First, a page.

There are also some performance preferences that may help in the case that your host machine CPU is overloading and causing audio glitches.
To lower UI graphic frame rates, go to the Spat preferences. Changing the Edit Frame Rate will reduce pressure on the graphics updates and important when a host machine dœs not have dedicated GPU and CPU resources.
The latest release of Spat Revolution includes a new Multi-Core Parallel Computation Algorithm. In the preference of Spat Revolution, in the Engine section at the bottom, you can choose various computer hardware presets that match your setup. This is a simple step to tuning the computation algorithm.
If you are still experiencing performance and sync issues, you may want to ensure that your hardware configuration meets the Spat Revolution requirements and recommendations
Consider as well to kill as many processes not required as possible (Wi-Fi/internet, background services and activity).
Included in release version 20.12 is the ability to display performance (CPU) measurements. This can be done in the Help menu Display Performance option. This can be accesses as well with shortcut
Shift + Option + Command + P.
Spat Revolution v20.12 introduced a new Multi-Core Parallel Computation Algorithm that is key to optimizing your hardware. This is for both the automation and the audio processing. The Display Performance option stated above will be our best ally to monitor the results. This can be accessed with shortcut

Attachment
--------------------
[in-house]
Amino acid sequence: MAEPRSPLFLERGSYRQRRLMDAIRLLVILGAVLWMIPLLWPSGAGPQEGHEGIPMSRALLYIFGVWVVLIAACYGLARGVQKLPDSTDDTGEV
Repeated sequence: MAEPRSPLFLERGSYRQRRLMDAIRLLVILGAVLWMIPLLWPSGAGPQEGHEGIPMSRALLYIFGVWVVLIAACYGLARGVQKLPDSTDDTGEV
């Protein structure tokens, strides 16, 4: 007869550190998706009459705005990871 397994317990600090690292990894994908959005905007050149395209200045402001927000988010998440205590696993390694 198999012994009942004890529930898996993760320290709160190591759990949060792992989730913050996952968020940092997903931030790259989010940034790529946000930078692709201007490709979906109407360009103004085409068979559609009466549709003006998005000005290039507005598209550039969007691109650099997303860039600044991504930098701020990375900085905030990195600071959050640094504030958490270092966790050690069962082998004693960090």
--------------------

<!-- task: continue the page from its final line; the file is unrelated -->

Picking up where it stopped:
Shift + Option + Command + P.
The Engine Preference section includes 3 Profiles for parallel processing
Automation Rate provides the ability to set the refresh rate (frequency) of the automation. By default, we use 10.0 ms (100.00 fps). This can be decreased to lower the frequency if you see that automation is becoming a burden for your system with such a fast refresh.
Max Number of Core is your ability to make more or fewer cores available to the Spat Revolution algorithm. By default, it will be at your number of native core. Not hyper-threading. This can be increased or reduced. Watch not to take all cores for a multitasking computers.
Lastly are the 3 presets for you to choose from.
Max distribution is for spreading the load as much as possible to all cores mainly with Desktop systems and dedicated real-time spat computers.
Favor First Core is a typical preset for Laptop computers where we find that loading cores as much as possible allows us to get out of the way of some of the laptop optimization (power and cooling) that are playing with available processing speed.
Balanced Distribution is a preset somehow in the middle. It intends to be a balance between both above options.